Oil Cash May Prove A Shaky Crutch for Iran's Ahmadinejad

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By Thomas Erdbrink
Washington Post Foreign Service
Monday, June 30, 2008

TEHRAN -- Faced with rapid inflation and growing international concern about his country's nuclear ambitions, Iranian President Mahmoud Ahmadinejad is relying on huge increases in oil and gas revenue to insulate his government from internal and external pressures.

Some of the same Western countries taking steps to compel Iran to stop uranium enrichment are also the biggest consumers of its oil and gas. The European Union said last week that it would freeze the assets of Bank Melli, Iran's largest, in keeping with U.N. sanctions. The E.U. is also the leading global consumer of Iranian oil and gas.

Oil wealth, which funds 60 percent of the national budget, has allowed Iran's government to exercise its power to cut interest rates and ignore warnings from the country's Central Bank that overspending will worsen inflation.

Iran earned $80 billion from oil and gas sales in the fiscal year that ended March 20, up from $35 billion three years ago. But the increasing oil revenue is causing a widening gap between rich and poor, as some businesspeople prosper while inflation eats away at consumers' purchasing power. These developments jeopardize Ahmadinejad's populist appeal and could hurt his campaign for reelection in 2009.

Since 2005, when Ahmadinejad came to power, the annual rate of inflation has risen from 12.1 percent to 19.2 percent, according to Central Bank figures. The rate reached 25.2 percent in May, the bank said.

Ahmadinejad has long tussled with economic officials, who say the government has lacked expertise. Indeed, Central Bank governor Tahmasb Mazaheri has straightforward advice for Iran's leaders: "They should decrease the budget deficit, limit spending money and refrain from using oil revenues."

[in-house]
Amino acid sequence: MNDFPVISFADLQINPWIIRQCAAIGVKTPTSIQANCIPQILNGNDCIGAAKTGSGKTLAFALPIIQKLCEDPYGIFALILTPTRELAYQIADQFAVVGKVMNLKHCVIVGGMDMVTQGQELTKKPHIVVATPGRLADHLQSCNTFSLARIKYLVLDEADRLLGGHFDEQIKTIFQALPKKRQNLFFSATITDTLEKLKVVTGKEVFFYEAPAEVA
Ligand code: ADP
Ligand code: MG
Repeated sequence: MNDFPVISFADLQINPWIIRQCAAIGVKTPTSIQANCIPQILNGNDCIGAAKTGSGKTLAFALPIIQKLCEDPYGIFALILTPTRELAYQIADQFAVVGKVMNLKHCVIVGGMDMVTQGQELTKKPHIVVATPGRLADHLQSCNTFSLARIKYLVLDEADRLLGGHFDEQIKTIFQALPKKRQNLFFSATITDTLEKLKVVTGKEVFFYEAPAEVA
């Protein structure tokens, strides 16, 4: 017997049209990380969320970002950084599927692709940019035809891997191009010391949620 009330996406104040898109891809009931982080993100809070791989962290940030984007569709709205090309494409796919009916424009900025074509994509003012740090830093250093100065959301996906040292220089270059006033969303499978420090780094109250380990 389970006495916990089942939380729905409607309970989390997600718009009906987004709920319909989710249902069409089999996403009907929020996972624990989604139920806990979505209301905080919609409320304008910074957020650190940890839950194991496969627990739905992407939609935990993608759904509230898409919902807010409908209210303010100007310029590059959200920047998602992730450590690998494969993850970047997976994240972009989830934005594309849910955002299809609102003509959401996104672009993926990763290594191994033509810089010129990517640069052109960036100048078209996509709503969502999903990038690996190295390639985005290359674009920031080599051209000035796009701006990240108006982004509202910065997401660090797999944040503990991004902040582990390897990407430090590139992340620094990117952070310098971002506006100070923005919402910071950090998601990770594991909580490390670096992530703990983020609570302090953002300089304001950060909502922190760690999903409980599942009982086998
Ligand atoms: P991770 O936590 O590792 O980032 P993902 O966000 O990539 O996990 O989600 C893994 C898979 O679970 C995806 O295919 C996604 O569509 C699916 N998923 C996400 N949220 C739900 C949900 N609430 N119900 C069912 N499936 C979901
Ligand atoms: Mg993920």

Ahmadinejad announced last week that he would implement unspecified changes in Iran's banking, taxation and import systems and blamed their leaders for being "ineffective." He also conceded that inflation was a "big problem."

Ahmad Zeidabadi, an Iranian political analyst who writes for several anti-government media outlets, said that increased oil revenue had "given the government lots of self-confidence in many fields."

"When you have plenty of money you can solve many problems," Zeidabadi said. But he also noted the danger of intertwining the country's economic fate with the fluctuating price of oil. "If the price suddenly would drop, they will not be able to provide the country with necessary imports. The oil money is this government's lifeline."

A small coterie of developers, oil traders and businesspeople with lucrative government contracts are profiting from the oil boom. Shiny new BMWs crowd the streets of northern Tehran, where real estate prices have doubled or tripled and where luxury developments can command $2,000 per square foot.

But the majority of Iranians have suffered from the inflation that analysts say is partly the result of government spending. Asgar Eskandiary, 32, a teacher, said he thanked God for the health insurance he bought years ago because it paid for a sinus operation. Otherwise, he and his wife would have had to spend rent money on the operation and "we would have lost our apartment for sure," he said, drinking a warm Coke at a fast-food restaurant where a blackout to save energy had deterred other customers.

Every visit to the supermarket brings unpleasant surprises, he said. The price of milk powder, which the couple needs for their infant son, increased from the equivalent of $3 to about $4.30 in just over a year's time. He makes the equivalent of about $540 a month and "can barely cope," he said. "We spend all we have for our small baby."


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